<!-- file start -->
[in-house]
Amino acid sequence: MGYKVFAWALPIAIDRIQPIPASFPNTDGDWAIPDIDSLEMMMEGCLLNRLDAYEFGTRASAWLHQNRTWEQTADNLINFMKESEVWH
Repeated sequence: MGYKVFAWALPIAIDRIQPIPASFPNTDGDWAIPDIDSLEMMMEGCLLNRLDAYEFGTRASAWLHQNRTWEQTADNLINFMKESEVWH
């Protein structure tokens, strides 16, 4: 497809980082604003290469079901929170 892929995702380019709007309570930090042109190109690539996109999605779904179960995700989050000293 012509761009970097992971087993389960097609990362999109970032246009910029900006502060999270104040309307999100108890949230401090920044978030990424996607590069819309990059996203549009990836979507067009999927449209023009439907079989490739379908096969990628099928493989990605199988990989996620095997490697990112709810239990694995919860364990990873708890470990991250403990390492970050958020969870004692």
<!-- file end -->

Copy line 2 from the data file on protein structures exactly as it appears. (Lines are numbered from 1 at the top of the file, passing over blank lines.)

Amino acid sequence: MGYKVFAWALPIAIDRIQPIPASFPNTDGDWAIPDIDSLEMMMEGCLLNRLDAYEFGTRASAWLHQNRTWEQTADNLINFMKESEVWH